How are things back in Texas? Peggy Sue and I are vacationing in Durango. Unseasonably warm, thank goodness. If this is global warming, you can officially call me a fan.
Buying any sports franchises this holiday season? The Spurs, the Vikings, what’s next? How about the Houston Dynamo? Just pulling your leg, my friend. We both know soccer isn’t a real sport.
So, getting down to business, I’ve wanted to talk with you about something for a while now. It’s the Wolf Creek Village thing you’ve been working on for – what’s it been now – 28 years?
Talking to the people who live here, the question I get is: He wants to do what now? Build a 10,000-person “village” at over 10,000 feet on Wolf Creek Pass? Right smack in the middle of lynx habitat and high-altitude wetlands? Twenty miles from the nearest town and with poor access to basic utilities, much less emergency services? Come again?
Oh, and those darn “No Pillage at Wolf Creek” bumper stickers are just everywhere. Horrible. Even saw one on a full-sized pickup.
I’m not a dumb man, Red, but a serious question: Can lowlanders breathe for extended periods of time at 10,000 feet? Make sure you put in one of those oxygen bar thingies, OK?
Probably shouldn’t have, but I also talked to those tree huggers. They were hot under the collar, let me tell you. Saying stuff like “that abomination of a bad idea will never be built” and a bunch of other hoo-ha. Anyway, sounds like the fight is still on – so watch your back. They smell bad, but apparently they got lawyers, too.
All this got me to thinking. Maybe this project isn’t in the cards.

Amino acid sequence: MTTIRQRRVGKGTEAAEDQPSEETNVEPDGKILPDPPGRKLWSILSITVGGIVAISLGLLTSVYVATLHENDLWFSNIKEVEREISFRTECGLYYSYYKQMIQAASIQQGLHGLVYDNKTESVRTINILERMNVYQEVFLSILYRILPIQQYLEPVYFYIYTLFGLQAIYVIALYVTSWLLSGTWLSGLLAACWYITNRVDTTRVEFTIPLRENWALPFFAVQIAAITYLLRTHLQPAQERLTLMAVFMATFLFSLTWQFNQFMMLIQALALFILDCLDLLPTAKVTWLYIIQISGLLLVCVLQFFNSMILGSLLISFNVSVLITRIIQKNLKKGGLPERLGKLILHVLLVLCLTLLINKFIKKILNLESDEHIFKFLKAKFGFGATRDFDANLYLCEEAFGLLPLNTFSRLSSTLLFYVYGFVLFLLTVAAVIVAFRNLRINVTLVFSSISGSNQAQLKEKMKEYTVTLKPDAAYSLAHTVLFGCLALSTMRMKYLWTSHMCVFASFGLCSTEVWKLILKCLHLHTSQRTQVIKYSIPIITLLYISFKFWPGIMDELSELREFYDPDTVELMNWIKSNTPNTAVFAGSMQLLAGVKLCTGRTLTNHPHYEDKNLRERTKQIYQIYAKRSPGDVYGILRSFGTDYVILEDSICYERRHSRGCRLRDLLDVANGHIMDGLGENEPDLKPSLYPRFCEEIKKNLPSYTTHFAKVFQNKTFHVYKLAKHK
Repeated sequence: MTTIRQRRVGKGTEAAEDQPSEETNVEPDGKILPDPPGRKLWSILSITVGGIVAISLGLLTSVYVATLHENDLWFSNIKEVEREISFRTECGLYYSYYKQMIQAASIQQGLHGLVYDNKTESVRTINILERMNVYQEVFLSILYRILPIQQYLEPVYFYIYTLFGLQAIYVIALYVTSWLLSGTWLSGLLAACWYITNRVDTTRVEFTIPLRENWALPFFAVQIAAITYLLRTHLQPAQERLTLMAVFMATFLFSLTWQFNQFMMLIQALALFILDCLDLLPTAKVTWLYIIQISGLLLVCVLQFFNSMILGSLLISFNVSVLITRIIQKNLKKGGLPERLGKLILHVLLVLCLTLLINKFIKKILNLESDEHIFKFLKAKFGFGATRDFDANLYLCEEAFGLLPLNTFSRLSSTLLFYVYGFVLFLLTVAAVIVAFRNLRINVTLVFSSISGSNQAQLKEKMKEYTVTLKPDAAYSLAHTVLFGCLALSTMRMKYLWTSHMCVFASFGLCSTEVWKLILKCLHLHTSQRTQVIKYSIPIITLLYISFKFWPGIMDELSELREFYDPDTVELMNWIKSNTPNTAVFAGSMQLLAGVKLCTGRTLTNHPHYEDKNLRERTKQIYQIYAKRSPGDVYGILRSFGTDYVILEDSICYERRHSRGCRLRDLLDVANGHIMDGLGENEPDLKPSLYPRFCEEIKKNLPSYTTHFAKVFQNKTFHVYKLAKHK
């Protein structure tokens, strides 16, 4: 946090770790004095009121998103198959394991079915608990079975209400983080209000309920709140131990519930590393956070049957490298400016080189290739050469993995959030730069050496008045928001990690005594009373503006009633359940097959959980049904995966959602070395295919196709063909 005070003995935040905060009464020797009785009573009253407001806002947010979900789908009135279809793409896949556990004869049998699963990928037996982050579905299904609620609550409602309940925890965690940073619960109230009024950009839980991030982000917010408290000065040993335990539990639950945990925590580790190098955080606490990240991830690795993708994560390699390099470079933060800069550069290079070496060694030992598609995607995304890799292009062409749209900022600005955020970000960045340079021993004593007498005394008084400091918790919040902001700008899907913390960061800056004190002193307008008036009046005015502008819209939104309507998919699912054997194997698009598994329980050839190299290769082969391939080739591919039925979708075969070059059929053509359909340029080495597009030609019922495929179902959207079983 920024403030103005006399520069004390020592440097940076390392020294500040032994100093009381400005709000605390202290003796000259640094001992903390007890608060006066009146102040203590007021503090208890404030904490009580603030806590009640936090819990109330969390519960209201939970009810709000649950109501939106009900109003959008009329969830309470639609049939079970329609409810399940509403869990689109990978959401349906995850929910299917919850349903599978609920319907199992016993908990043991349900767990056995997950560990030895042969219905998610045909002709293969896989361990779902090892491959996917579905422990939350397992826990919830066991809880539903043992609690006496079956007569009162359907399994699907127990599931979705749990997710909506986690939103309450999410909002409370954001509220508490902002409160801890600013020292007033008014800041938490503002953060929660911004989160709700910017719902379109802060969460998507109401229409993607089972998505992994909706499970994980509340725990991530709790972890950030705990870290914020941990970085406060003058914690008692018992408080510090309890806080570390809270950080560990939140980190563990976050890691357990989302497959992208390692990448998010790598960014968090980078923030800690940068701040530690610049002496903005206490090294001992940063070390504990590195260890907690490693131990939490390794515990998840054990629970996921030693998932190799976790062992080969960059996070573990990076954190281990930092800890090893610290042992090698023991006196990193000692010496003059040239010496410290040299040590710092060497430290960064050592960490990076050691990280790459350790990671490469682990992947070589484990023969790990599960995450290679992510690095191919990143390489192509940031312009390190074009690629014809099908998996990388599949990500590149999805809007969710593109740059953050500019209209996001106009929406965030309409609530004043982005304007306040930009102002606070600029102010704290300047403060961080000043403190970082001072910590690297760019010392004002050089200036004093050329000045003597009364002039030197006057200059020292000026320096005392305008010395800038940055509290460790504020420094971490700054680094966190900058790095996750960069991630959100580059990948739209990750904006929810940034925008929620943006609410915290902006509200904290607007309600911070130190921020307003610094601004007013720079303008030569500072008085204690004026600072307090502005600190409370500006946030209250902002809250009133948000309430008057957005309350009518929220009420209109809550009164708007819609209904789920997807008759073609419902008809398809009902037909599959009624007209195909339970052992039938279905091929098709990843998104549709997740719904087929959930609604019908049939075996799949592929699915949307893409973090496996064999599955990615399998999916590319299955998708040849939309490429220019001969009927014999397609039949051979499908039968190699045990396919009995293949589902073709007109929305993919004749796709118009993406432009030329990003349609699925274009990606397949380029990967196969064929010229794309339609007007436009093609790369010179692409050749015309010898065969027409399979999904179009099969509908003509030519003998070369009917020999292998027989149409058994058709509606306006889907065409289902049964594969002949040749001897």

If this was a private-property-rights issue or something, I’d have your back good buddy. But let’s face facts: You bought an inholding with no year-round access. Can’t develop that to any scale.
But then again – you’ve always seen opportunity where others see misery. Good on you for getting that forest supervisor, what’s his name – Dan Dallas – to give you a bunch of public lands to make this whole thing a possibility again.
By the by, that Dallas is really going above and beyond for you on this one. Word on the street is he won’t tell locals how much the land-swap appraisals came back at. No joke. He’s making San Juan Citizens Alliance and its posse file a Freedom of Information Act to get the info. That’s what I call our type of public servant!
Jeez, I don’t know. I’m conflicted on the whole thing, Red.
Most locals really don’t like the idea, and on the face of it, it’s kind of stupid, but if a net worth of $1.8 billion can’t buy you a brand-new, high-elevation ski town in critical wildlife habitat, what’s the point of being ridiculously rich?
firstname.lastname@example.org. Dan Olson is executive director of the San Juan Citizens Alliance.